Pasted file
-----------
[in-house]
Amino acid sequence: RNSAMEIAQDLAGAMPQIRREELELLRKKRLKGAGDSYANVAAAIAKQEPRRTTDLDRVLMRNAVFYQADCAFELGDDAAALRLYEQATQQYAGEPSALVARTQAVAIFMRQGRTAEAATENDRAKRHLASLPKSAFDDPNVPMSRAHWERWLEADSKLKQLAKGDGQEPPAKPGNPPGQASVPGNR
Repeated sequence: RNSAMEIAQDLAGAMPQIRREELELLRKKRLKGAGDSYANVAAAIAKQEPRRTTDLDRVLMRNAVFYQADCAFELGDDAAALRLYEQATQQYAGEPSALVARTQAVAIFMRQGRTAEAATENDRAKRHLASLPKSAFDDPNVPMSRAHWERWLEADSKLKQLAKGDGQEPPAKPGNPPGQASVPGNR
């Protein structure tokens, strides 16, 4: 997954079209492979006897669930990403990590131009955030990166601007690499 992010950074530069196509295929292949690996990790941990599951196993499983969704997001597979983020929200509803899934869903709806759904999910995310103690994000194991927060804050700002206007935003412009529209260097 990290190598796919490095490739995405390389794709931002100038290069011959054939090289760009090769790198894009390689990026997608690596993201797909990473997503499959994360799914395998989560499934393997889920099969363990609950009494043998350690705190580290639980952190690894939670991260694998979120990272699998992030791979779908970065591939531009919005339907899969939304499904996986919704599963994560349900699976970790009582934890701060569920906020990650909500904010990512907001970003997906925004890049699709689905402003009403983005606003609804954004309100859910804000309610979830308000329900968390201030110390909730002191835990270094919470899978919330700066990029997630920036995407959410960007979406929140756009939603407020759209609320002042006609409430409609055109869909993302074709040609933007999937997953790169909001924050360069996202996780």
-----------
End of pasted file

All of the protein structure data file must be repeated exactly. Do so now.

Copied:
[in-house]
Amino acid sequence: RNSAMEIAQDLAGAMPQIRREELELLRKKRLKGAGDSYANVAAAIAKQEPRRTTDLDRVLMRNAVFYQADCAFELGDDAAALRLYEQATQQYAGEPSALVARTQAVAIFMRQGRTAEAATENDRAKRHLASLPKSAFDDPNVPMSRAHWERWLEADSKLKQLAKGDGQEPPAKPGNPPGQASVPGNR
Repeated sequence: RNSAMEIAQDLAGAMPQIRREELELLRKKRLKGAGDSYANVAAAIAKQEPRRTTDLDRVLMRNAVFYQADCAFELGDDAAALRLYEQATQQYAGEPSALVARTQAVAIFMRQGRTAEAATENDRAKRHLASLPKSAFDDPNVPMSRAHWERWLEADSKLKQLAKGDGQEPPAKPGNPPGQASVPGNR
């Protein structure tokens, strides 16, 4: 997954079209492979006897669930990403990590131009955030990166601007690499 992010950074530069196509295929292949690996990790941990599951196993499983969704997001597979983020929200509803899934869903709806759904999910995310103690994000194991927060804050700002206007935003412009529209260097 990290190598796919490095490739995405390389794709931002100038290069011959054939090289760009090769790198894009390689990026997608690596993201797909990473997503499959994360799914395998989560499934393997889920099969363990609950009494043998350690705190580290639980952190690894939670991260694998979120990272699998992030791979779908970065591939531009919005339907899969939304499904996986919704599963994560349900699976970790009582934890701060569920906020990650909500904010990512907001970003997906925004890049699709689905402003009403983005606003609804954004309100859910804000309610979830308000329900968390201030110390909730002191835990270094919470899978919330700066990029997630920036995407959410960007979406929140756009939603407020759209609320002042006609409430409609055109869909993302074709040609933007999937997953790169909001924050360069996202996780």